C++ OpenCV Moving Around

C++ OpenCV Moving Around

                                                           Moving Around:

In the previous example we have seen how to play a video using OpenCV. But to play the video efficiently, we will need a trackbar. The trackbar will allow the user to play,pause,skip to different parts of video. The HighGUI toolkit provides a number of simple instruments for working with images and video beyond the simple display functions we have just demonstrated. To create a trackbar, we call cv::createTrackbar() and indicate which window  we would like the trackbar to appear in.


#include "opencv2/highgui/highgui.hpp" #include "opencv2/imgproc/imgproc.hpp" #include <iostream> #include <fstream> using namespace std; int g_slider_position = 0; int g_run = 1, g_dontset = 0; //start out in single step mode cv::VideoCapture g_cap; void onTrackbarSlide( int pos, void *) { g_cap.set( cv::CAP_PROP_POS_FRAMES, pos ); if( !g_dontset ) g_run = 1; g_dontset = 0; } int main( int argc, char** argv ) { cv::namedWindow( "test", cv::WINDOW_AUTOSIZE ); g_cap.open( string(argv[1]) ); int frames = (int) g_cap.get(cv::CAP_PROP_FRAME_COUNT); int tmpw = (int) g_cap.get(cv::CAP_PROP_FRAME_WIDTH); int tmph = (int) g_cap.get(cv::CAP_PROP_FRAME_HEIGHT); cout << "Video has " << frames << " frames of dimensions(" << tmpw << ", " << tmph << ")

." << endl; cv::createTrackbar("Position", "test", &g_slider_position, frames, onTrackbarSlide); cv::Mat frame; for(;;) { if( g_run != 0 ) { g_cap >> frame; if(frame.empty()) break; int current_pos = (int)g_cap.get(cv::CAP_PROP_POS_FRAMES); g_dontset = 1; cv::setTrackbarPos("Position", "test", current_pos); cv::imshow( "test", frame ); g_run-=1; } char c = (char) cv::waitKey(10); if( c == 's' ) // single step { g_run = 1; cout << "Single step, run = " << g_run << endl; } if( c == 'r' ) // run mode { g_run = -1; cout << "Run mode, run = " << g_run <<endl; } if( c == 27 ) break; } return(0); }

Let%u2019s evaluate the program in detail:

int g_slider_position = 0;

 int g_run  = 1;

 int g_dontset  = 0;

First we declare the global variables. g_slider_position is used to keep the trackbar slider position state. Initially the trackbar slider position is set to initial position i.e 0 .Just for convention purpose we declare every variable with g_. We also instantiate another global variable, g_run, which displays new frames as long it is different from zero. A positive number indicates how many frames are displayed before stopping; a negative number means the system runs in continuous video mode. The value g_dontset enables the video to pause whenever the slider control is moved. We capture the video using the global variable g_cap.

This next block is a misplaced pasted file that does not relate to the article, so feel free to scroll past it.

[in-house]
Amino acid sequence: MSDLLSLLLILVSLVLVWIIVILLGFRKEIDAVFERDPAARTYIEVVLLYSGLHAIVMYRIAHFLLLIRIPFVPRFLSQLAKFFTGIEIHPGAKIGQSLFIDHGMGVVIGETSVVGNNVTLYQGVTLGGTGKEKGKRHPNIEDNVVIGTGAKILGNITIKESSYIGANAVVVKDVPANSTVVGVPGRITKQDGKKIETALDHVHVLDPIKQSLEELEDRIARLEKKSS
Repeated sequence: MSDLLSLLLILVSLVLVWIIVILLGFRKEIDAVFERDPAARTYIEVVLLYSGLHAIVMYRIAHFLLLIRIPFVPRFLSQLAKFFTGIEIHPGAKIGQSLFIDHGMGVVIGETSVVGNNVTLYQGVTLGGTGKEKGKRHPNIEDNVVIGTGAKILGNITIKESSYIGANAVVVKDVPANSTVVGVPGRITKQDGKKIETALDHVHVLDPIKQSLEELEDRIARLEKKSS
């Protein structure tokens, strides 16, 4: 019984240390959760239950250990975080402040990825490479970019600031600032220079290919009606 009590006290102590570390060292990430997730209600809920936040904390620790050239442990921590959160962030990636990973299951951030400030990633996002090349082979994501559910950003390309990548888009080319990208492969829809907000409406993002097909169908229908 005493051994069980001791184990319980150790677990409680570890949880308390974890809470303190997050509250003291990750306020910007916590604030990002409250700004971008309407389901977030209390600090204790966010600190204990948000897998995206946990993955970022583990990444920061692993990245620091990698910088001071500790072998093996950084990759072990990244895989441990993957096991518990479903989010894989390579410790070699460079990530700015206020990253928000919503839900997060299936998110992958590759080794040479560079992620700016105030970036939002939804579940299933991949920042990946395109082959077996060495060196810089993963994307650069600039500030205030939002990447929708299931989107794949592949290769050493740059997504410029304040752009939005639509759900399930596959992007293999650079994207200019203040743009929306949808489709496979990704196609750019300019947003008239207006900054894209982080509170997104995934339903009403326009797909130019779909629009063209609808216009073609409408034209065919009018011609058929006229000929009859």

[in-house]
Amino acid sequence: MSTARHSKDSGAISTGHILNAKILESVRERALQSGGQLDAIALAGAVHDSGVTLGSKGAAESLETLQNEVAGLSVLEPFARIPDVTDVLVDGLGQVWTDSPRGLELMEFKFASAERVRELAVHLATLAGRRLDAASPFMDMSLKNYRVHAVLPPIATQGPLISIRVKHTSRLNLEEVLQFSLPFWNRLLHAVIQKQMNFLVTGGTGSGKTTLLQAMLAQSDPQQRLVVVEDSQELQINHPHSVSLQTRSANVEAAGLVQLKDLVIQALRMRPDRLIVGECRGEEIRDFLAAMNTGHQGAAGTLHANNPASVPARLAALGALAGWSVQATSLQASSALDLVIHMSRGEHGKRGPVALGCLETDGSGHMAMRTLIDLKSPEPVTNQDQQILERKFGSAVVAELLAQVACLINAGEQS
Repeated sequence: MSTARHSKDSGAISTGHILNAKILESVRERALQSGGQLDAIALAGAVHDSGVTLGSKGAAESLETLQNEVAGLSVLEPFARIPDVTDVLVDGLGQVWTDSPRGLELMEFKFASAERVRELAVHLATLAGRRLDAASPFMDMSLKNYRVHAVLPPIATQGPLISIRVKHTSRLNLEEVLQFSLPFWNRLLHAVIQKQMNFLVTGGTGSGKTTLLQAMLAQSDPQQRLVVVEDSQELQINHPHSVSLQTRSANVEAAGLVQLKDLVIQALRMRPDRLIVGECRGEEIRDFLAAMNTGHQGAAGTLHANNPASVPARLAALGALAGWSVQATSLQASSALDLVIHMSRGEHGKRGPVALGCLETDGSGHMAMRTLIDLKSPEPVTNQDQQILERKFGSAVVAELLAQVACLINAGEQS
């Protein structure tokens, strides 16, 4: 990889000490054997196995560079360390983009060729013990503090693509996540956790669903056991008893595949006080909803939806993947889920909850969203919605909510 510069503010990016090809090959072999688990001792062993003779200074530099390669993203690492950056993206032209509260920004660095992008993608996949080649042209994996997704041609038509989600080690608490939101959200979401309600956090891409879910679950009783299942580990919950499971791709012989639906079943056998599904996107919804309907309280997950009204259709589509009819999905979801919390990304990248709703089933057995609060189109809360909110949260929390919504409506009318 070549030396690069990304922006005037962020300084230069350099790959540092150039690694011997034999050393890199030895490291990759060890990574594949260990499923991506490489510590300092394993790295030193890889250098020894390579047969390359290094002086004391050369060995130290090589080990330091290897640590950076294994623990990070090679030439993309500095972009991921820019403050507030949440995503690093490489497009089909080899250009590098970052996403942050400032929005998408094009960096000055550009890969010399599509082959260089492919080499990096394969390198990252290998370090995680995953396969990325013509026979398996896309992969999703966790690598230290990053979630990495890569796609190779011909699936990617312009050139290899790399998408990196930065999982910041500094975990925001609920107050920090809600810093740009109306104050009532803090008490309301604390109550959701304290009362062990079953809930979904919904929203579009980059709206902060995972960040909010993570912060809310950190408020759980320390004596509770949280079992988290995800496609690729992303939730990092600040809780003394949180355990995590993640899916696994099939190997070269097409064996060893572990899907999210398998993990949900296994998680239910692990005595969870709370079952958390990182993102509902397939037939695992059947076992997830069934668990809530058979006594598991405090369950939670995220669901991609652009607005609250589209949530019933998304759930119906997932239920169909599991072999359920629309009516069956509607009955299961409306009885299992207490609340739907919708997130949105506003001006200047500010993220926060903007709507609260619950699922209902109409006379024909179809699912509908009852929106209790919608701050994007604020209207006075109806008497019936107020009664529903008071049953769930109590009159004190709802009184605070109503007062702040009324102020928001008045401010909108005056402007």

void onTrackbarSlide( int pos, void *)


  g_cap.set( cv::CAP_PROP_POS_FRAMES, pos );

  if( !g_dontset ) 

  g_run = 1; 

  g_dontset = 0;


Now we define a callback routine to be used when the user slides the trackbar. This routine will be passed a 32-bit integer, pos, which will be the new trackbar position. Inside this callback, we use the new requested position in g_cap.set() to actually advance the video playback to the new position. The if() statement sets the program to go into single-step mode after the next new frame comes in, but only if the callback was triggered by a user click, not if it was called from the main function.

The call to g_cap.set() is one we will see often in the future, along with its counterpart g_cap.get(). These routines allow us to configure (or query, in the latter case) various properties of the cv::VideoCapture object. In this case, we pass the argument cv::CAP_PROP_POS_FRAMES, which indicates that we would like to set the read position in units of frames. We use g_cap.get() to determine the number of frames in the video and the width and height of the video images. These numbers are printed out. We%u2019ll need the number of frames in the video to calibrate the slider trackbar.Now we create the trackbar.

createTrackbar("Position", "test", &g_slider_position, frames,  onTrackbarSlide);

The function cv::createTrackbar() allows us to give the trackbar (in this case, Position) and to specify a window in which to put the trackbar. We then provide a variable that will be bound to the trackbar, the maximum value of the trackbar (the number of frames in the video), and a callback (or NULL if we don%u2019t want one) for when the slider is moved.

char c = (char) cv::waitKey(10);

if( c == 's' ) // single step


g_run = 1;

 cout << "Single step, run = " << g_run << endl;


 if( c == 'r' ) // run mode  {

g_run = -1;

 cout << "Run mode, run = " << g_run <<endl;


if( c == 27 )


At the bottom of the while loop, we look for keyboard input from the user. If S has been pressed, we go into single-step mode (g_run is set to 1, which allows reading of a single frame). If R is pressed, we go into continuous video mode (g_run is set to -1 and further decrementing leaves it negative for any conceivable video size). Finally, if Esc is pressed(value 27), the program will terminate.